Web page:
European monetary and economic law

A.Y. 2020/2021
6
Max ECTS
42
Overall hours
SSD
IUS/13
Language
English
Learning objectives
The course seeks to provide participants with in-depth knowledge and critical understanding of the institutions, rules and principles of the international financial system, as well as of key legal and policy issues arising from the phenomenon of economic and financial globalization of the World, above all, in light of the current economic and financial crisis.
The objectives of the International Financial Law course are:
1- to study some of the major trends in the legal regime governing interstate relationships in the monetary, economic and financial sectors.
2- to offer a theoretical and practical introduction to the main legal issues arising from the globalisation of the world economy and its current crisis.
3- to develop critical skills for objective analysis of international economic legal and policy issues, and of its interactions with other areas of international law;
4- to provide students with the academic skills required to analyze the activities of international governmental and non-governmental organizations and private economic and trade actors in the field of international financial law
Expected learning outcomes
At the end of the course the student, thanks to the analysis of the topics studied during the lectures, will acquire a profitable and general and comprehensive understanding of the subject and its fundamental principles, as well as a method of reasoning suitable to develop, in an autonomous way, more articulated and complex legal questions in the field of the European economic and monetary law.
Course syllabus and organization

Single session

Responsible
Lesson period
First semester
The teaching activity will be live-streamed on Microsoft Teams, following the lessons timetable.
Live-streamed class will be recorded and will be available on the online platform.
Students are invited to control ARIEL website for any information about the course.
The course will alternate and combine lectures and seminar teaching. Classes may require prior readings and include pre-recorded components.
Course syllabus
1.Introductory remarks
a. Reasons of the Project.
b. Origins and effects of the Economic and Financial Crisis in the World and particularly in the EU.
2.Economic and Monetary State Sovereignty.
a. The State sovereignty: notion, content and evolution.
b. The international economic and monetary cooperation, in the light of the current crisis.
c. The EU Single Market as an example of a developed economic and business regional integration. Analysis of its relevant limits connected to the to the split between monetary and economic policy.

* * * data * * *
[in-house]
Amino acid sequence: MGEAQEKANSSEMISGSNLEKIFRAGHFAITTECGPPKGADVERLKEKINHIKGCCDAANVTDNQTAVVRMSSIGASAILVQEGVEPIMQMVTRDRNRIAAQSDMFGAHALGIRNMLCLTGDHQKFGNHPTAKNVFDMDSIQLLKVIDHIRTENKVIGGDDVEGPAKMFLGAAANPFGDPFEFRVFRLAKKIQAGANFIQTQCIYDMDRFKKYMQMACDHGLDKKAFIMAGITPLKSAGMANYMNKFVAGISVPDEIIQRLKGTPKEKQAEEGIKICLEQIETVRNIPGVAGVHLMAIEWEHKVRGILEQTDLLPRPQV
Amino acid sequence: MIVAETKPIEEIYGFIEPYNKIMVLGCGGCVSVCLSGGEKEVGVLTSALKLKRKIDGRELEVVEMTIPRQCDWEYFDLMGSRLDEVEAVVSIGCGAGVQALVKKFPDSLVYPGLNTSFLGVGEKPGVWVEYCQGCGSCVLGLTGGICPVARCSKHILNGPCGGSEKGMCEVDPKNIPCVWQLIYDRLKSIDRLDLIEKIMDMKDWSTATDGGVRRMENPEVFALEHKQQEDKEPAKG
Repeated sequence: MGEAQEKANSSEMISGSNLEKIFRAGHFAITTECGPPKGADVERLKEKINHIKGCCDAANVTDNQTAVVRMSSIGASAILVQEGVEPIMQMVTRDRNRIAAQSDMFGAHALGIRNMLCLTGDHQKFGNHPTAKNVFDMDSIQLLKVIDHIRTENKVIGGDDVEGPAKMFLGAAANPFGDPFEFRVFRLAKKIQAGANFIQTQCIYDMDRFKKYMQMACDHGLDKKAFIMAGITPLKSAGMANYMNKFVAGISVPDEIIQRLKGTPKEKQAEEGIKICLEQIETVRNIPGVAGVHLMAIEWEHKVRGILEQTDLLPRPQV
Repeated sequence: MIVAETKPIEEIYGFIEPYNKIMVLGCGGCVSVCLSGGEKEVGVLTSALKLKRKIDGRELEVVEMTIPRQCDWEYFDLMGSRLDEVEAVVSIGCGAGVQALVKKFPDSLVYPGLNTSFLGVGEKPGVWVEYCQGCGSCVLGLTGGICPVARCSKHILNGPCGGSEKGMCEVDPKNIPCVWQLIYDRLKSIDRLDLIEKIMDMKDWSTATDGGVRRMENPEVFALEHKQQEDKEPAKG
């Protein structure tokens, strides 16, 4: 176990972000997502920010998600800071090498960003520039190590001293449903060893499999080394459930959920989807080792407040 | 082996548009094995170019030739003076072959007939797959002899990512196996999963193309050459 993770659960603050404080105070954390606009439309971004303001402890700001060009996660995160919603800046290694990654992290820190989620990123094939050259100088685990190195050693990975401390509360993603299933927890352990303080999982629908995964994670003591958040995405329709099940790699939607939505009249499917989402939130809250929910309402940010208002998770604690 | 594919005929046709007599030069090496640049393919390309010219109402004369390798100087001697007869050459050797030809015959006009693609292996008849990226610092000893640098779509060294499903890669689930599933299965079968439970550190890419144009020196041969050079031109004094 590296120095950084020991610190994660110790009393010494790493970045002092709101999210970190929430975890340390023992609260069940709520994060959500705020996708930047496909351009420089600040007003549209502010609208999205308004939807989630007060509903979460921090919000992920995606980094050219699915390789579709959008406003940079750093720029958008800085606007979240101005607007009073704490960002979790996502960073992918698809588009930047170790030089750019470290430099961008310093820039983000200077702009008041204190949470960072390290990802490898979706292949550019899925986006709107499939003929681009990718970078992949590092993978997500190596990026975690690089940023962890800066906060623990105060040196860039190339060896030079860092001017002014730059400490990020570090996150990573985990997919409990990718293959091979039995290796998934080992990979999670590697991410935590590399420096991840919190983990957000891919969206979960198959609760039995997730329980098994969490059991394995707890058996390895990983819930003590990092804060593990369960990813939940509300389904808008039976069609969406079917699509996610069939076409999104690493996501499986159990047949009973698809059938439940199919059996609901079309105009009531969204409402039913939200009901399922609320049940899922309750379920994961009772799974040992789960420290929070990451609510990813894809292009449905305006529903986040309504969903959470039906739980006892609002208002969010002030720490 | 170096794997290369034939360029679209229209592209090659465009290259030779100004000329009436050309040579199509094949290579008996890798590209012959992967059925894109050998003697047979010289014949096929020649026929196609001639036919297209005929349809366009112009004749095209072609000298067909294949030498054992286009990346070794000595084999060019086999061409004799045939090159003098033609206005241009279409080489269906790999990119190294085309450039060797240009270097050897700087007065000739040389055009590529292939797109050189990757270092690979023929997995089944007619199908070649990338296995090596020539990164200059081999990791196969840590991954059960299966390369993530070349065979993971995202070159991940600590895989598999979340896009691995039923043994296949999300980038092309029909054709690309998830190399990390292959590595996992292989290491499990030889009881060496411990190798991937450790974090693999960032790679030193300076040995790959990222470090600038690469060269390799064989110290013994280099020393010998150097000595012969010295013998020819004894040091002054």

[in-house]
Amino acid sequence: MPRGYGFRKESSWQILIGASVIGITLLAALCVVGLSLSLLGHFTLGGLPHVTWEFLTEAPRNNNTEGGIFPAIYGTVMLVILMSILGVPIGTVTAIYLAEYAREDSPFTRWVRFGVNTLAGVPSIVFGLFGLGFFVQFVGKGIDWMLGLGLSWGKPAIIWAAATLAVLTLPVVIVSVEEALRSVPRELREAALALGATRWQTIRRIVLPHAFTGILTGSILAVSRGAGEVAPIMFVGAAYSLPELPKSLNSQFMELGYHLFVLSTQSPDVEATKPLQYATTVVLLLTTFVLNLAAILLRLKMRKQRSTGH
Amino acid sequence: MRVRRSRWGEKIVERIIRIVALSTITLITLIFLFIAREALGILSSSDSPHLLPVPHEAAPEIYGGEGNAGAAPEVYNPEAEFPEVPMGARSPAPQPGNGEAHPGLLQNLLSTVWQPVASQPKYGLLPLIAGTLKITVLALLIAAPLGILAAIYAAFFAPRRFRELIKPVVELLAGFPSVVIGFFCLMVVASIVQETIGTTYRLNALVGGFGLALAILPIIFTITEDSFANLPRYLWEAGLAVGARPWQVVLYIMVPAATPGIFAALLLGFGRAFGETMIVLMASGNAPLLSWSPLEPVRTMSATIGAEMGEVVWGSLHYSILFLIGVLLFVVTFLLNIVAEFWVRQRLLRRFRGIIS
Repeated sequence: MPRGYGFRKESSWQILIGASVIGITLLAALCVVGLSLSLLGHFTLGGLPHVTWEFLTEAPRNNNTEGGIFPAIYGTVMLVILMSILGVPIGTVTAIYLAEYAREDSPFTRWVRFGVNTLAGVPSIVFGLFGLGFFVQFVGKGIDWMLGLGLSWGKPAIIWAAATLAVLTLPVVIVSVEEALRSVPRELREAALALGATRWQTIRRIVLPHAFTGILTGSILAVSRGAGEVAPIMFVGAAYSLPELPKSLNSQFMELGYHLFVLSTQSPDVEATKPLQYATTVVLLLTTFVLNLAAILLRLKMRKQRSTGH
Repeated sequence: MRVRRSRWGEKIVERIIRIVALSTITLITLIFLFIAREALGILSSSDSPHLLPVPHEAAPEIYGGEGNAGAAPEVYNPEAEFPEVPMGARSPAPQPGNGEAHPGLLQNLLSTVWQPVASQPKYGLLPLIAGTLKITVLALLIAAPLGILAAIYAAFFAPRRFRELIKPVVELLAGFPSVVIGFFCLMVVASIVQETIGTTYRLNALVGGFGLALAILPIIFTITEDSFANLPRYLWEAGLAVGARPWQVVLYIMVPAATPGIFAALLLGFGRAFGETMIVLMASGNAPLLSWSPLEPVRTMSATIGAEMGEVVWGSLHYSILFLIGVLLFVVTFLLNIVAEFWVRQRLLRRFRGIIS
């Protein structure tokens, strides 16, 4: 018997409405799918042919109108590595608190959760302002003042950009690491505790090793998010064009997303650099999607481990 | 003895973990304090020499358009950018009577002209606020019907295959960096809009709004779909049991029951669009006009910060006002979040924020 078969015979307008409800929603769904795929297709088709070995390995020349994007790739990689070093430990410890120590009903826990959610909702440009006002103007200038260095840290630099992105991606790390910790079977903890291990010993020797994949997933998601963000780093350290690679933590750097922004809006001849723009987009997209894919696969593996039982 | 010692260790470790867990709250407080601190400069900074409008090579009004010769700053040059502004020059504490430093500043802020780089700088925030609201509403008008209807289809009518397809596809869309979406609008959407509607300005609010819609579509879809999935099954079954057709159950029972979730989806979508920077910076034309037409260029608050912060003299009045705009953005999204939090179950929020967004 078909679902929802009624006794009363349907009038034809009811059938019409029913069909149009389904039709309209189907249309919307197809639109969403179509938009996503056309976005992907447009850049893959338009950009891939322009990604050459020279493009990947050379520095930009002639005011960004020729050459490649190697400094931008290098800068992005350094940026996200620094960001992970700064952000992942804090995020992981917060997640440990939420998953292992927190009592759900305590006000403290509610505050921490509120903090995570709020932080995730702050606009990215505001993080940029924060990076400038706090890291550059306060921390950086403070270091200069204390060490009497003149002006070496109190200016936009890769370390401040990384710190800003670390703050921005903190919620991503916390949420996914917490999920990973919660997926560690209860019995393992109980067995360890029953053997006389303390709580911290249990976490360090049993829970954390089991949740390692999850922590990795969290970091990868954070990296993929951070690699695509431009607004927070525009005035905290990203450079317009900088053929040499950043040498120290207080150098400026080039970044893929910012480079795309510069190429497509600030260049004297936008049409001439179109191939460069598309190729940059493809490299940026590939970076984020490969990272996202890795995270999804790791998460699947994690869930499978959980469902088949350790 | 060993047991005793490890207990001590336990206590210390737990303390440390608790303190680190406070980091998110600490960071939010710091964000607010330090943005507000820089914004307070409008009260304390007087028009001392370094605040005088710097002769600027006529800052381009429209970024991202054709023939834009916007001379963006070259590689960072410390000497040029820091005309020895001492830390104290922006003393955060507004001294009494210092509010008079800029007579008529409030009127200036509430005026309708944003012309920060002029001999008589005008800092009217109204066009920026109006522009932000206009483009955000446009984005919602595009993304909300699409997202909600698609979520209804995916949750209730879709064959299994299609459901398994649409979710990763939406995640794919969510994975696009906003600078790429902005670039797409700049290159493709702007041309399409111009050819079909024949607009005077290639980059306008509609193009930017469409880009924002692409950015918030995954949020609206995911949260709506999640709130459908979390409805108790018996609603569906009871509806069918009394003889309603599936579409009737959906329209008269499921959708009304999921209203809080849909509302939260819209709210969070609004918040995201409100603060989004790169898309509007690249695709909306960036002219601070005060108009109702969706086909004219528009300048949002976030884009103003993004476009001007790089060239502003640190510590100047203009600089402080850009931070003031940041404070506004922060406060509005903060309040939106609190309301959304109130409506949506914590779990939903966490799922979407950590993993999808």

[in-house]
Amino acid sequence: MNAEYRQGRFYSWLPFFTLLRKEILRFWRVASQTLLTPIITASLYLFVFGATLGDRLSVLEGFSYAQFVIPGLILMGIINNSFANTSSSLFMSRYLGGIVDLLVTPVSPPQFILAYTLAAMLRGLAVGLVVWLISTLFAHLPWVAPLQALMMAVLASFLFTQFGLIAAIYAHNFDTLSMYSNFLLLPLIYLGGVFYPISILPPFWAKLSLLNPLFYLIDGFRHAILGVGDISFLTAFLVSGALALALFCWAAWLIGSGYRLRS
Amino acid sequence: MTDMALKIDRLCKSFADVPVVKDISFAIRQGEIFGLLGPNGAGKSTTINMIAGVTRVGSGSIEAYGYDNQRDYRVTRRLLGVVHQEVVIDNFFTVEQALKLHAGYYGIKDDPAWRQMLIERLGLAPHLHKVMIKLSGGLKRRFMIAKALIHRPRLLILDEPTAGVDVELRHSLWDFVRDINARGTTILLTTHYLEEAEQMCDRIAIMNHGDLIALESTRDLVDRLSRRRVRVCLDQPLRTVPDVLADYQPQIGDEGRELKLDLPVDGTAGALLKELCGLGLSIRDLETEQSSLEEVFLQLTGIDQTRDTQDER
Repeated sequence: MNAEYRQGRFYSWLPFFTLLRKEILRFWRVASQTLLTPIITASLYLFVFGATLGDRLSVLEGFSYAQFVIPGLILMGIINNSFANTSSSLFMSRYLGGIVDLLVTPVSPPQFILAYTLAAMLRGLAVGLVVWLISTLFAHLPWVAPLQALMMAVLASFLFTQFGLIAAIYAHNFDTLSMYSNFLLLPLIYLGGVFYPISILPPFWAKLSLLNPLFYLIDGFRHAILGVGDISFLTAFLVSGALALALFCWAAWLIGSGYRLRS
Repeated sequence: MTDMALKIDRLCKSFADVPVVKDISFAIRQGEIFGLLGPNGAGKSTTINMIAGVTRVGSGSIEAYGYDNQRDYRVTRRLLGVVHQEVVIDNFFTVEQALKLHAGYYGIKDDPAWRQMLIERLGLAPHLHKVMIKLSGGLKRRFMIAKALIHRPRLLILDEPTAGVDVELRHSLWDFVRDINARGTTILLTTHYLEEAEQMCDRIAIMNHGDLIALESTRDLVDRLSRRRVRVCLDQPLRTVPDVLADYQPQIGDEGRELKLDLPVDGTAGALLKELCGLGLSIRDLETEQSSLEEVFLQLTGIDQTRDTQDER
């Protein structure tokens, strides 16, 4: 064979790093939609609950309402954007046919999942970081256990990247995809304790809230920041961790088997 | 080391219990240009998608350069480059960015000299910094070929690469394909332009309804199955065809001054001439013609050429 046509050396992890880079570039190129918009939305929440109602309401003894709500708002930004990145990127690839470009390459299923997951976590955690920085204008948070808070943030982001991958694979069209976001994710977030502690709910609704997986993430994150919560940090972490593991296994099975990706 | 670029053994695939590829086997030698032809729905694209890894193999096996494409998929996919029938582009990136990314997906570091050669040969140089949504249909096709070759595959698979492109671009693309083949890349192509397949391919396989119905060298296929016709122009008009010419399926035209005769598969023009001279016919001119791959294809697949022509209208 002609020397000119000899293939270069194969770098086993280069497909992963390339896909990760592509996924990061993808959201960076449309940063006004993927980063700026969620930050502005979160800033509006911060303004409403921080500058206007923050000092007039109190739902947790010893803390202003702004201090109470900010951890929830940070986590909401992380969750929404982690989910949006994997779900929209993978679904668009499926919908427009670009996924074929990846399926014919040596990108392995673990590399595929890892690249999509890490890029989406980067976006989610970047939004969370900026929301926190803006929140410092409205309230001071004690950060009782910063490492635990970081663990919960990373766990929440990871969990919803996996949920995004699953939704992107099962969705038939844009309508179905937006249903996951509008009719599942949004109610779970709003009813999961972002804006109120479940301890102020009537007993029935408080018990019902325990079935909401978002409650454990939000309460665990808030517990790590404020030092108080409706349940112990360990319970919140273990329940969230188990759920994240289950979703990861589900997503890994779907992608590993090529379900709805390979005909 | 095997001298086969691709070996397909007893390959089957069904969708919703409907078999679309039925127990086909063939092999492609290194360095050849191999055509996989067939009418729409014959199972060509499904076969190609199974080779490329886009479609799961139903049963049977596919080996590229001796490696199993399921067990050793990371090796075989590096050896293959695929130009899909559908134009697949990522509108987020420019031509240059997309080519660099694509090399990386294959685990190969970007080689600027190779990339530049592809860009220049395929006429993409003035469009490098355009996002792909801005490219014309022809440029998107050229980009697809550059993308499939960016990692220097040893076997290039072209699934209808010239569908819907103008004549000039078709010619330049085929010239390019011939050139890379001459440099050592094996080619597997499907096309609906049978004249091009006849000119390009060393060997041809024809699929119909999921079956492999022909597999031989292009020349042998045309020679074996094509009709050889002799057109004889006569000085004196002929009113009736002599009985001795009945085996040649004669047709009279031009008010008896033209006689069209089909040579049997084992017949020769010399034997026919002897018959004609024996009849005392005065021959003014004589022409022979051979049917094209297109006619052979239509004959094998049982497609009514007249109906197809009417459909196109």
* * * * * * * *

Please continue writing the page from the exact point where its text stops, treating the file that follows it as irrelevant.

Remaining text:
3.The Euro and the Treaty of Maastricht: an analysis of the European monetary and economic cooperation.
a. The forms of monetary cooperation at a European level: from the 1957 Treaty of Rome to the 1992 Treaty of Maastricht.
b. The European Monetary Union as an enhanced form of cooperation: a chance for the European economic integration.
c. The Treaty of Maastricht and the economic and monetary: the convergence standards.
d. The Stability and Growth Pact: contents and supervened amendments.
4.The European Central Bank (ECB) and the European Investment Bank Group (EIB)
a. The ECB's structure and functions.
b. The ECB's role in front of the financial crisis: the new hub of EU economic governance?
c. The interrelationship between the ECB and the other members of the so called Troika (International Monetary Fund and EU Commission).
d. The EIB Group's structure and functions and its role in front of the crisis.
5. The limits of the European monetary union in the light of the Treaty of Lisbon.
a. The inspiring principles of the European action in the economic and monetary field.
b. The European economic policy after the Treaty of Lisbon.
c. The European monetary policy after the Treaty of Lisbon.
d. The PIIG's sovereign debt crisis.
e. The Euroexit dilemma.
6. The New Mechanism created by the European Union to save the Euro and the Economic and Monetary Union.
a. The European semester and the Euro Plus Pact.
b. The intervention mechanism for the serious economic/financial crisis situation of a Member State.
c. The European Stability Mechanism and the simplified revision of the Treaty of Lisbon.
d. The Treaty on Stability, Coordination and Governance in the Economic and Monetary Union.
e. The prudential supervision mechanism and the banking system: towards a Banking Union.
f. The euro bonds solution as an instrument to set the markets.
g. The European Social Market Economy: a new and different form of capitalism in the framework of international economic relations.
Prerequisites for admission
To benefit fully from this course students should have a good knowledge of EU law and International public law.
Teaching methods
Lectures (42 hours), in classroom. Attendance is not mandatory but strongly encouraged. In classroom reflections and/ or practical exercises on case-studies will be organized.
Teaching Resources
Lectures will be mainly based on specific reading materials indicated prior to each lesson. The will be uploaded on the Website of the Project and also on the Ariel e learning platform of the University of Milan and it will be discussed among students.
Assessment methods and Criteria
The final exam is oral. The students will be asked to answer to three open questions, which are organized as follows: the first one is a wide question, the second is a more specific one, the third one is a reflection on a case-study.
Evalutation criteria: knowledge of the subject, mastery of language and ability to critically analyse the topic proposed in the reflection
IUS/13 - INTERNATIONAL LAW - University credits: 6
Lessons: 42 hours
Professor: Peroni Giulio
Professor(s)